1992 saw Al Pacino finally win a statue for his lead part in Scent of a Woman and he was also nominated for Glengarry Glen Ross. The following year, Holly Hunter won for The Piano and got a supporting nod in The Firm. And our last double year winner was Jamie Foxx in 2004 for Ray with supporting recognition for Collateral. Cate Blanchett is currently the last performer with this rare honor. She heard her name called in 2007 for Elizabeth: The Golden Age (lead) and I’m Not There (supporting). She’s won two Oscars, but not that year, despite the double play.

So why write about this now? In 2019, there are two legitimate possibilities for inclusion to this short list. And both of them have decent shots at winning one of the categories. Let’s start with Scarlett Johansson. She’s somehow never been nominated for an Oscar. And with Marriage Story, it seems that streak is going to end. That would fall under lead and she is a contender to win. Yet she could also find herself in the mix in supporting for Jojo Rabbit.

And how about Brad Pitt… who’s been nominated but never won? He’s already achieving front runner status in Supporting Actor for Once Upon a Time in Hollywood. Could his momentum also propel him to a lead actor nod in Ad Astra? Unlikely perhaps, but it’s feasible.

There are plenty of Oscar years where this double nomination thing isn’t even a realistic proposition. 2019 is a different story.

Here’s the full list of the double nominees:

1938:

Fay Bainter: Actress (White Banners), Supporting Actress (Jezebel – WON)

1942

Teresa Wright: Actress (The Pride of the Yankees), Supporting Actress (Mrs. Miniver – WON)

1944

Barry Fitzgerald: Actor (Going My Way), Supporting Actor (Going My Way – WON)

1982

Jessica Lange: Actress (Frances), Supporting Actress (Tootsie – WON)

1988

Sigourney Weaver: Actress (Gorillas in the Mist), Supporting Actress (Working Girl)

1992

Al Pacino: Actor (Scent of a Woman – WON), Supporting Actor (Glengarry Glen Ross)

1993

Holly Hunter: Actress (The Piano – WON), Supporting Actress (The Firm)

1993

Emma Thompson: Actress (The Remains of the Day), Supporting Actress (In the Name of the Father)

2002

Julianne Moore: Actress (Far From Heaven), Supporting Actress (The Hours)

2004

Jamie Foxx: Actor (Ray – WON), Supporting Actor (Collateral)

2007

Cate Blanchett: Actress (Elizabeth: The Golden Age), Supporting Actress (I’m Not There)

Best Year’s Ever

As one year turns to the next in short order, it got me thinking. What are some examples of actors and directors who had remarkable calendar frames over the past few decades? The guidelines are pretty simple – the individual must have had two (and in a couple of cases, three or more) pictures that made an impact during 19(fill in the blank) or 20(fill in the blank).

And wouldn’t you know it? My ruminations quickly turned into a lengthy list that I’ve paired down to a top 25. Let’s call this Best Year’s Ever and count down from #25 to #1!

25. Channing Tatum (2012)

It was a busy year for the performer to say the least. Tatum was in Steven Soderbergh’s Haywire, but three major roles made him the star he is today. There was the hit romance The Vow, hit comedy 21 Jump Street, and his signature and semi-autobiographical title role in the summer sleeper Magic Mike (also from Mr. Soderbergh).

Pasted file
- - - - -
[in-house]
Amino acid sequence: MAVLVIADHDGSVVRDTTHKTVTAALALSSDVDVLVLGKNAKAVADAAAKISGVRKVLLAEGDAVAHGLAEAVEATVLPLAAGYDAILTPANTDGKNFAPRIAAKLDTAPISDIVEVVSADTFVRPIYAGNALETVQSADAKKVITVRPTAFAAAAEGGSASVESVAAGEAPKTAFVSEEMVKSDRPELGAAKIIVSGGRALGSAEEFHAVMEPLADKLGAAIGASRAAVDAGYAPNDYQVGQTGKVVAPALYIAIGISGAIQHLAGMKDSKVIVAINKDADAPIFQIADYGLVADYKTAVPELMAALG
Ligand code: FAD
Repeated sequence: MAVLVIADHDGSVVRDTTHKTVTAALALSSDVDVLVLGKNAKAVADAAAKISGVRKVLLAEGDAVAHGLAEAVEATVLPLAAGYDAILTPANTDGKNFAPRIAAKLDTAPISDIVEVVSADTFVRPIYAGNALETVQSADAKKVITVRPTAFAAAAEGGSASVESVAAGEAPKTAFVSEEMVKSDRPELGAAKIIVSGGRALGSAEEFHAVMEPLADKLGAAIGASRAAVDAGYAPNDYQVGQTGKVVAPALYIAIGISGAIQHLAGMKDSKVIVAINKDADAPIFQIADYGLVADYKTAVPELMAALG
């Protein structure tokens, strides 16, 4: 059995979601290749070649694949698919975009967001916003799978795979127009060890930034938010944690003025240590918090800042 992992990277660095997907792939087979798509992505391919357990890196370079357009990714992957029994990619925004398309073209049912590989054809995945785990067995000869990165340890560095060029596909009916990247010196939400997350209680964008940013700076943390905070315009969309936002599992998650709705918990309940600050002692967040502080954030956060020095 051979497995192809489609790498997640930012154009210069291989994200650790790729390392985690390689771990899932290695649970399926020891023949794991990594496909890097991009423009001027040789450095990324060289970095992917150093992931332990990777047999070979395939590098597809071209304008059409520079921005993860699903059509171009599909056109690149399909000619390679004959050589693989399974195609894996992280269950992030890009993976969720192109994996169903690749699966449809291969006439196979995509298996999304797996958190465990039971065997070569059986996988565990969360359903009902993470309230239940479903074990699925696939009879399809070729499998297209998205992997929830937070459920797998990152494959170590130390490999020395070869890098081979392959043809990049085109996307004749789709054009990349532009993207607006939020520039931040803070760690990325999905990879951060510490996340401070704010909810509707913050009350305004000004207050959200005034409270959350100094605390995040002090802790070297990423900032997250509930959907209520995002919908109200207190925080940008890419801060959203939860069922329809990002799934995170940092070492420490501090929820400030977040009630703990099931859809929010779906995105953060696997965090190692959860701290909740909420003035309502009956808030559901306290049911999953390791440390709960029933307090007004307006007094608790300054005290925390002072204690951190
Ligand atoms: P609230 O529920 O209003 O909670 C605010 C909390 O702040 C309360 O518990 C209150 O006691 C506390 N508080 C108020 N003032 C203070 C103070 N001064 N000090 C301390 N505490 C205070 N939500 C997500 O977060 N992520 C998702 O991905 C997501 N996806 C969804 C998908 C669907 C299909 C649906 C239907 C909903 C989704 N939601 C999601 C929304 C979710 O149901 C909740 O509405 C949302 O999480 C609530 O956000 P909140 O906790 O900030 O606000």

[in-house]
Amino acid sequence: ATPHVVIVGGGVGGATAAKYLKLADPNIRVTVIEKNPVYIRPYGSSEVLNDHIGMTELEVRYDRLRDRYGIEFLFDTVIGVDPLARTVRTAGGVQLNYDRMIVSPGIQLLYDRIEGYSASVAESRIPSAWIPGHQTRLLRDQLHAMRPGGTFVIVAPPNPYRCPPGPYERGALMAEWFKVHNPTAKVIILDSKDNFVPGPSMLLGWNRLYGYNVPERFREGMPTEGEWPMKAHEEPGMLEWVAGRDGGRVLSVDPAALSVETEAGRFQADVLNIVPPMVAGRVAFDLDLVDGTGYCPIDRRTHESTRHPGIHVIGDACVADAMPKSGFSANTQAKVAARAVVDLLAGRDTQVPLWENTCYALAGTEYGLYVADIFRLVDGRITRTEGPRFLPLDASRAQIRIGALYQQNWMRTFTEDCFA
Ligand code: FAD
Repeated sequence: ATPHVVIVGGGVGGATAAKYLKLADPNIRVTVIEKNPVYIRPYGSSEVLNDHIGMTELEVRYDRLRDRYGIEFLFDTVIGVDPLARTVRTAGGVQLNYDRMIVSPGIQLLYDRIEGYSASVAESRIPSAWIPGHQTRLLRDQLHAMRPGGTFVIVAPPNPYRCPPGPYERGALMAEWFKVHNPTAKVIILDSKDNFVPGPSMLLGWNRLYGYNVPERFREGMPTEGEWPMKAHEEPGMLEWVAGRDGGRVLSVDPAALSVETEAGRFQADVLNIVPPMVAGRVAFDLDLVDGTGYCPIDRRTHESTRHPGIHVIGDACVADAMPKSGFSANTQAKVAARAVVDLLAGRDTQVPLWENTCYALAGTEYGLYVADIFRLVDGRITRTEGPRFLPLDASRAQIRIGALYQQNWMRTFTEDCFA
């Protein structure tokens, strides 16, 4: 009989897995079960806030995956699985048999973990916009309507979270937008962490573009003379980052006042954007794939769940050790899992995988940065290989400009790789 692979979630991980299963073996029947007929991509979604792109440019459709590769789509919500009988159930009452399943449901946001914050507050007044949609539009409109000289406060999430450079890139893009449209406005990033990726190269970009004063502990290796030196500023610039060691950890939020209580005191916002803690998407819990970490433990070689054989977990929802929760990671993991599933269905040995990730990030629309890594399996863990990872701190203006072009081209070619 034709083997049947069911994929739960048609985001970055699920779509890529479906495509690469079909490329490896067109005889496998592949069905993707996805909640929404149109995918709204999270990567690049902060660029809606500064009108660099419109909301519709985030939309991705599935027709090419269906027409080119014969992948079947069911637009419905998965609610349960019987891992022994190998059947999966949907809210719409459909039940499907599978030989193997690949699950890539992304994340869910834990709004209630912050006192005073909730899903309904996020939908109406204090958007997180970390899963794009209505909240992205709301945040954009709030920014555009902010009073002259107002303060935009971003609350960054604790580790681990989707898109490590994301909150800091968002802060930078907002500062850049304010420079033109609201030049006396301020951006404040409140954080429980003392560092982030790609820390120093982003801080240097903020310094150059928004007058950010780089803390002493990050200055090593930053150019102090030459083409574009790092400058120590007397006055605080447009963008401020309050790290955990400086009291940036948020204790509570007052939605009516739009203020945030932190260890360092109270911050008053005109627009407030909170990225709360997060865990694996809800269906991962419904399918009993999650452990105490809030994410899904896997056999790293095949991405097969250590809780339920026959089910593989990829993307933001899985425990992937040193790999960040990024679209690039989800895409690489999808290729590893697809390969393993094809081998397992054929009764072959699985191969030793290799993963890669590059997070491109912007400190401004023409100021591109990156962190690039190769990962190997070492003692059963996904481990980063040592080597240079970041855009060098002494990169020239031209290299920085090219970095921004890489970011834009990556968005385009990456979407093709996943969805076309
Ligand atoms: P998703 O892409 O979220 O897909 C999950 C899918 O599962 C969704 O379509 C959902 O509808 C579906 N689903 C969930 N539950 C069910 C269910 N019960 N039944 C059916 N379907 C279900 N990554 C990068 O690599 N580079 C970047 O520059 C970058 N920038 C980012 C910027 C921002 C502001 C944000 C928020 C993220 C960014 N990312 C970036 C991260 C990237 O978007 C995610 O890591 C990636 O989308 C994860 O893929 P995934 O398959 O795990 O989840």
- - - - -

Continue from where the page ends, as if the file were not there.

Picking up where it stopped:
24. John Travolta (1996)

Two years following his major comeback in Pulp Fiction and a year following his Golden Globe nominated lead in Get Shorty, Travolta’s hot streak continued with three hits: John Woo’s action thriller Broken Arrow and fantasy dramas Phenomenon and Michael.

23. Clint Eastwood (1971)

The last two months of 1971 were fruitful for the legend. In November, he made his directorial debut with the well-reviewed psychological thriller Play Misty for Me. This began a career of dozens of behind the camera works, including Best Picture winners Unforgiven and Million Dollar Baby. In December, Eastwood starred as Dirty Harry which spawned his lucky cop franchise.

22. Sigourney Weaver (1988)

Weaver won two Golden Globes 30 years ago – Best Actress (Drama) for Gorillas in the Mist and Supporting Actress for Working Girl. She would be nominated for two Oscars as well, but come up short. All part of a remarkable decade that included Ghostbusters and Aliens.

21. Joe Pesci (1990)

Pesci won an Oscar for his unforgettable supporting work in Martin Scorsese’s GoodFellas. That same fall, he was a burglar terrorizing Macaulay Culkin in the holiday classic Home Alone.

20. Kevin Spacey (1995)

Current scandals aside, there’s no denying Spacey was the movie villain of 1995. He won an Academy Award as (spoiler alert!) Keyser Soze in The Usual Suspects and as a demented serial killer in Seven. Earlier in the year, he costarred with Dustin Hoffman and Morgan Freeman in  Outbreak and headlined the critically approved indie comedy Swimming with Sharks.

19. Nicolas Cage (1997)

Leaving Las Vegas awarded Cage his Oscar two years prior. By the summer of 1997, he was a full-fledged action hero with two blockbusters in the same month: Con Air and Face/Off.

18. Will Ferrell (2003)

Ferrell’s transformation from SNL favorite to movie star happened here with the spring’s Old School as Frank the Tank and in the winter as Buddy in Elf.

17. Morgan Freeman (1989)

The nation’s Narrator-in-Chief had a trio of significant roles nearly three decades ago – his Oscar nominated chauffeur in the Best Picture winner Driving Miss Daisy, a dedicated and stern principal in Lean on Me, and a Civil War officer in Glory.

16. Steven Soderbergh (2000)

The prolific filmmaker made two Best Picture nominees with Erin Brockovich and Traffic (he would win Best Director for the latter). Both surpassed the century mark at the box office and Julia Roberts won Best Actress for Brockovich and Benicio del Toro took Supporting Actor in Traffic.

15. Halle Berry (2001)

Ms. Berry had a revealing role in the summer action fest Swordfish. She then became the first (and thus far only) African-American to win Best Actress for Monster’s Ball. This was all sandwiched between XMen hits.

14. Hugh Jackman (2017)

Berry’s XMen cast mate Jackman retired his Wolverine character to critical and audience admiration with Logan in the spring. At the end of the year, his musical The Greatest Showman was an unexpected smash.

13. Leonardo DiCaprio (2002)